A viral message on social media claims that Dr Bhimrao Ambedkar got the chance to write India's Constitution because 48 percent of the Bengali Muslim population voted for him. The message states that had Ambedkar not received those votes, he would not have been able to write the Constitution.
However, Team WebQoof looked into the claim and found that Ambedkar was initially selected from Bengal when the Constituent Assembly was formed.
However, the constituencies that he was elected from ended up being parts of Pakistan after the Partition. After this, the Congress party sponsored Dr Ambedkar to contest from the then-Bombay constituency.
When the Constituent Assembly was finally formed and began operating in earnest, Dr Ambedkar represented the Bombay constituency and not Bengal.
The following Hindi text is being widely shared –
"बाबा साहब को संविधान लिखने के लिए #संविधान_सभा में नहीं जाने दिया जा रहा था, तब बंगाल के 48% मुसलमान भाइयों ने ही बाबा साहब को चुनकर संविधान में भेजा था। खुद हमारे अपने लोगो ने वोट नही दिया था बाबा साहब को।"
[Translation: When Baba Saheb was not being allowed to join the Constituent Assembly, 48 percent of Muslim brothers in Bengal elected for him to be able to be a part of it. Our own people had not given their votes to Baba Saheb.]
Did Dr Ambedkar Get Elected to The Constituent Assembly From Bengal?
The place where Dr Ambedkar contested from – Bombay or Bengal – has been a debated topic.
Let us look at this sequentially.
As per the information available on Rajya Sabha's website, Dr Bhimrao Ambedkar represented the Bombay constituency in the Constituent Assembly. His name was not present in the list of people representing Bengal.
The debate over Bengal or Bombay in the Lok Sabha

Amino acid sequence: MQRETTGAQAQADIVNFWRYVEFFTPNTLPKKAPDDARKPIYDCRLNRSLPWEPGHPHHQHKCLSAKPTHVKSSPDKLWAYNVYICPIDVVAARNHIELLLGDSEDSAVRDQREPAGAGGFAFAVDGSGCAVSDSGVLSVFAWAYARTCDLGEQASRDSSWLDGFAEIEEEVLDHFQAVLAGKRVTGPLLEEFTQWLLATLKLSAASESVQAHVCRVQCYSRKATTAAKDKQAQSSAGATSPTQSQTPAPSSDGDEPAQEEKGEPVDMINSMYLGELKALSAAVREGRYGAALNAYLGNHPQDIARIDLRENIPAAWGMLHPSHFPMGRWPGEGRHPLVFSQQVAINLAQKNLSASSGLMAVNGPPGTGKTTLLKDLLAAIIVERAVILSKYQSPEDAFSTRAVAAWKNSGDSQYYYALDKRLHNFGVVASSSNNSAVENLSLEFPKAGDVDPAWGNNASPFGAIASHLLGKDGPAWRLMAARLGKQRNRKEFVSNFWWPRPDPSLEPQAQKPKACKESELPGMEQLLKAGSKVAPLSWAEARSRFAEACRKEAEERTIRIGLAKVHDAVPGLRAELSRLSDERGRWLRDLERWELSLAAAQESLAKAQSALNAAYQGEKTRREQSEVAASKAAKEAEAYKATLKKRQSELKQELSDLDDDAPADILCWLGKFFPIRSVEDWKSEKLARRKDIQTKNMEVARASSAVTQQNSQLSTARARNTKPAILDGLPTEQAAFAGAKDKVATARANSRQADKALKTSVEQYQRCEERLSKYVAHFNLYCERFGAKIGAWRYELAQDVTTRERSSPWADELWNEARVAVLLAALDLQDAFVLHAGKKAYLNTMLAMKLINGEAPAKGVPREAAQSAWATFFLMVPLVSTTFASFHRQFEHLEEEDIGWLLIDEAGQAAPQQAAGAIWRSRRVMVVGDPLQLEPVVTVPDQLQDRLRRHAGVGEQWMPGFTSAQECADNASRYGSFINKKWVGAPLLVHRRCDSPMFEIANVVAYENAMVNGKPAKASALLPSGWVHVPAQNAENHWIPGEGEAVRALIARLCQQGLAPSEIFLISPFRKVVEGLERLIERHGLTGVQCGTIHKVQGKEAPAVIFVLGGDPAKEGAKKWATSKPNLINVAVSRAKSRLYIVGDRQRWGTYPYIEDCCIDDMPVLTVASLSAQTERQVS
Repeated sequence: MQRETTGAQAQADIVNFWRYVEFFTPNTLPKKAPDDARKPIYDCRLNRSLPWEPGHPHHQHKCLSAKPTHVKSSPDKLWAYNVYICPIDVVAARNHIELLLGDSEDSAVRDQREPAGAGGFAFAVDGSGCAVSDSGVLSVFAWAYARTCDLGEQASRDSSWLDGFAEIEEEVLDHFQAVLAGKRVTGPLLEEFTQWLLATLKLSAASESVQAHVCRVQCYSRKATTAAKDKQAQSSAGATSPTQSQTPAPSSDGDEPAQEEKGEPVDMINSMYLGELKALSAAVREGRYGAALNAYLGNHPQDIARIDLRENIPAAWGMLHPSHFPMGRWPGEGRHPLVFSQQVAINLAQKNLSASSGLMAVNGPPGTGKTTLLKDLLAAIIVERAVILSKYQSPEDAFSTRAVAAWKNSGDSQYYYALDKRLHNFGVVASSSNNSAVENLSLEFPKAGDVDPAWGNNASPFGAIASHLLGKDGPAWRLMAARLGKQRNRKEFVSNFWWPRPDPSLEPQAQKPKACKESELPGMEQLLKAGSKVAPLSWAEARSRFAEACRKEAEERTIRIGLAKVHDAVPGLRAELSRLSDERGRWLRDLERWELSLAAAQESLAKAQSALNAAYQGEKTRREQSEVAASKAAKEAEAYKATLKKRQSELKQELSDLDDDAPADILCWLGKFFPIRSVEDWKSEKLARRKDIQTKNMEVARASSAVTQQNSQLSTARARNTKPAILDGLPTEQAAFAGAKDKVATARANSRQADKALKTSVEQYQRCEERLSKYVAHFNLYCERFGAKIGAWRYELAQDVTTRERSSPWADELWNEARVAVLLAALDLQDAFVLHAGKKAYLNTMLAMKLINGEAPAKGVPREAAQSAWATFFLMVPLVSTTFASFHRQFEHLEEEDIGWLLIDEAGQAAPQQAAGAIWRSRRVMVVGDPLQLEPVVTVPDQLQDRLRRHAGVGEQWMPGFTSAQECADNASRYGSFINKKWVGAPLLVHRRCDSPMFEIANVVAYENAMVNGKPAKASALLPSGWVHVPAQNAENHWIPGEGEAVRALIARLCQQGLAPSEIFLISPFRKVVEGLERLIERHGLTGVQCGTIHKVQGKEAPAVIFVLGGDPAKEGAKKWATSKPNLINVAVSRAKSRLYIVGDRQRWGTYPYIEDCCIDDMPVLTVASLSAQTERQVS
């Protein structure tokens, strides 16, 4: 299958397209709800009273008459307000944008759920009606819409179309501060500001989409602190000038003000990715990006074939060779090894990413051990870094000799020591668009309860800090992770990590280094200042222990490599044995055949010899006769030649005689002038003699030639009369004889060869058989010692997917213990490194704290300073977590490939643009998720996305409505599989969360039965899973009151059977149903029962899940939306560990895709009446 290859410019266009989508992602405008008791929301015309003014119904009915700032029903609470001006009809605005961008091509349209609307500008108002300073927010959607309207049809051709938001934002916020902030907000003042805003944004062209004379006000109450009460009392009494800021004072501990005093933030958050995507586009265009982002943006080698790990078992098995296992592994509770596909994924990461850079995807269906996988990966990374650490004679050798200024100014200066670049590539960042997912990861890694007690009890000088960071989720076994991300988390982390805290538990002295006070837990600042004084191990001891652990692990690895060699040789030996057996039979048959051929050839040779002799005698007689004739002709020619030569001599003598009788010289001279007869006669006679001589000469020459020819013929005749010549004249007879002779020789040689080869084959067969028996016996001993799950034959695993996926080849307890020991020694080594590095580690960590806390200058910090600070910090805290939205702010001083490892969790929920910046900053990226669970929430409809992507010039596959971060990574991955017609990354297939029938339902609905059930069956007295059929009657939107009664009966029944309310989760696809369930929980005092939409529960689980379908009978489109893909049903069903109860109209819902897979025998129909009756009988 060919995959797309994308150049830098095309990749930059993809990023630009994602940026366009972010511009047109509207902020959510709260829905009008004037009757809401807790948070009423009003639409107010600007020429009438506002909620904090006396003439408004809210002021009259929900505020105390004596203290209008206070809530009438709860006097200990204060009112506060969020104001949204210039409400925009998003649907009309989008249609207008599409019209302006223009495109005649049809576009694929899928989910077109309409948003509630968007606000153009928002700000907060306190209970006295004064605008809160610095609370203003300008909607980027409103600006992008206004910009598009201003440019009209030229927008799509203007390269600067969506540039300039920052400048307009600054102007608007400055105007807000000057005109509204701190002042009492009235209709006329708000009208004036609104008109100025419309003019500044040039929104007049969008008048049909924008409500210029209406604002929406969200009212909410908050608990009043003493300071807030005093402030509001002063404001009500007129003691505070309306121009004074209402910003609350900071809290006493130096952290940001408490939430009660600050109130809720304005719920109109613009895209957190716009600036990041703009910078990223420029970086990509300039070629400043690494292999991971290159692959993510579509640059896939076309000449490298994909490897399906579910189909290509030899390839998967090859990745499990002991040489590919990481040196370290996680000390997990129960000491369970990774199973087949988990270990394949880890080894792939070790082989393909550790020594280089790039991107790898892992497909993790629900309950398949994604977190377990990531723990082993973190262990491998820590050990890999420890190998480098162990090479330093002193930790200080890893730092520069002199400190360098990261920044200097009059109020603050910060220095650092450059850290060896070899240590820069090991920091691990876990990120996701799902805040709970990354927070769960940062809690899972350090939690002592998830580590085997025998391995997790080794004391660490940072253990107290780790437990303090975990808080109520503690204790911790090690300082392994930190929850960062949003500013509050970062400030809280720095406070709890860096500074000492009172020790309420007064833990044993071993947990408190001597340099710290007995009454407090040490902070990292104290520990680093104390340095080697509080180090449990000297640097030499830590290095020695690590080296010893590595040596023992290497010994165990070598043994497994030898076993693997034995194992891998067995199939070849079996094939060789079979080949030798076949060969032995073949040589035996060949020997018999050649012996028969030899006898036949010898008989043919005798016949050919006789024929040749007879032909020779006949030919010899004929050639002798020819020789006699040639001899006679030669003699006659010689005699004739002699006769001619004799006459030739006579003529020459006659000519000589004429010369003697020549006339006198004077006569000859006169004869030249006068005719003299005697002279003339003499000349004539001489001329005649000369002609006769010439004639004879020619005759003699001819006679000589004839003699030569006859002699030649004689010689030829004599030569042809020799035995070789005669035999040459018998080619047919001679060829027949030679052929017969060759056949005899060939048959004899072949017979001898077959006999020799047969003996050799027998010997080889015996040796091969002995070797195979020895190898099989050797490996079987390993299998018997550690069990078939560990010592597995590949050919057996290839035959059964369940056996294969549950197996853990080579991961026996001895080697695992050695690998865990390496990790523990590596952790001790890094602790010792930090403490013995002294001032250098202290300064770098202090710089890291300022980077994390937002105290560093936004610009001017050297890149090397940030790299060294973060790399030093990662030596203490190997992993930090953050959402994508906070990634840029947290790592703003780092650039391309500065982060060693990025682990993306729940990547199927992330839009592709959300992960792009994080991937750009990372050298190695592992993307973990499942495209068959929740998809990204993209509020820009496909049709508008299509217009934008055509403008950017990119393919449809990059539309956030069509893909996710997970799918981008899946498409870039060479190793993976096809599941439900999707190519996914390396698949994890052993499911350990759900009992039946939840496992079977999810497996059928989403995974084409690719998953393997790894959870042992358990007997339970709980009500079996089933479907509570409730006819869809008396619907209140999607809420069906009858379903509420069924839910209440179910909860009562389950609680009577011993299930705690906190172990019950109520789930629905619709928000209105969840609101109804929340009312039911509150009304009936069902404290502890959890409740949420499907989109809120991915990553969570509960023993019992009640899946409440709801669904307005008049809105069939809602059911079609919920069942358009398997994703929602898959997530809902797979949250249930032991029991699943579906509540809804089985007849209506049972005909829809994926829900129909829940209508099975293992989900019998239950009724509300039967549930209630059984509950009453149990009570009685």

According to a report by The Indian Express, on the occasion of Dr Ambedkar's 125th birth anniversary in November 2015, Trinamool Congress MP Sudip Bandopadhyay said,
"When the Constituent Assembly was set up, Ambedkar represented West Bengal though he was born in Madhya Pradesh. Babasaheb Ambedkar was elected from West Bengal as Mahatma Gandhi wanted him to be inducted in the committee, but Maharashtra or Madhya Pradesh did not recommend Ambedkarji’s name."Trinamool Congress MP Sudip Bandopadhyay
BJP MP SS Ahluwalia objected to Bandhopadhyay's statement, noting that Ambedkar did not represent the Bengal constituency in the Assembly. After Ahluwalia's comments, TMC member and historian Sugata Bose joined to conversation and clarified the matter, saying –
"Ambedkar represented Jessore and Khulna constituencies from undivided Bengal. When Partition happened, these areas went to Pakistan Constituent Assembly. As it was important that Ambedkar was re-elected to the Constituent Assembly, he was elected from what was then Bombay Province.”Sugata Bose, Trinamool Congress member and historian
Both Bombay and Bengal Mentioned in Official Documents
We looked at the document on the debate in the Constituent Assembly on 17 December, 1946 on the Lok Sabha website. There, we saw that 'Bengal' was written next the Dr Ambedkar's name. So, the statement that he contested from Bengal first stands true.
However, on government websites, Dr Ambedkar's name falls under the list of Constituent Assembly members from Bombay. This is because the second list is from November 1949. In documents on the debate over the Constitution's draft dated 11 October 1949 too, 'Bombay' was written next to Dr Ambedkar's name.
Was Dr Ambedkar Re-Elected Under Congress' Sponsorship?
To clear any confusion over the matter, The Quint reached out to Constitution expert and former Advocate General of Chattisgarh, Kanak Tiwari.
Tiwari told us that Dr Ambedkar was sponsored by the Congress party for the Constituent Assembly.
"In the beginning, Dr Bhimrao Ambedkar went to the Constituent Assembly from Bengal, but when the constituency went to Pakistan, then on the sponsorship of the Congress party, he was selected and sent from the Bombay constituency. Apart from Ambedkar, leaders from many other parties including Shyama Prasad Mukherjee were included in the Constituent Assembly on behalf of the Congress."Kanak Tiwari, Former Advocate General Chhattisgarh and Constitution expert
It is clear that Dr Bhimrao Ambedkar was elected from Bengal at the time of the formation of the Constituent Assembly, but when he was appointed the chairman of the drafting committee of the Constituent Assembly, he was elected from the Bombay constituency and joined the Constituent Assembly, not Bengal.
Evidently, the claim that Dr Bhimrao Ambedkar got the opportunity to write the Constitution because of Bengali Muslim votes is not true.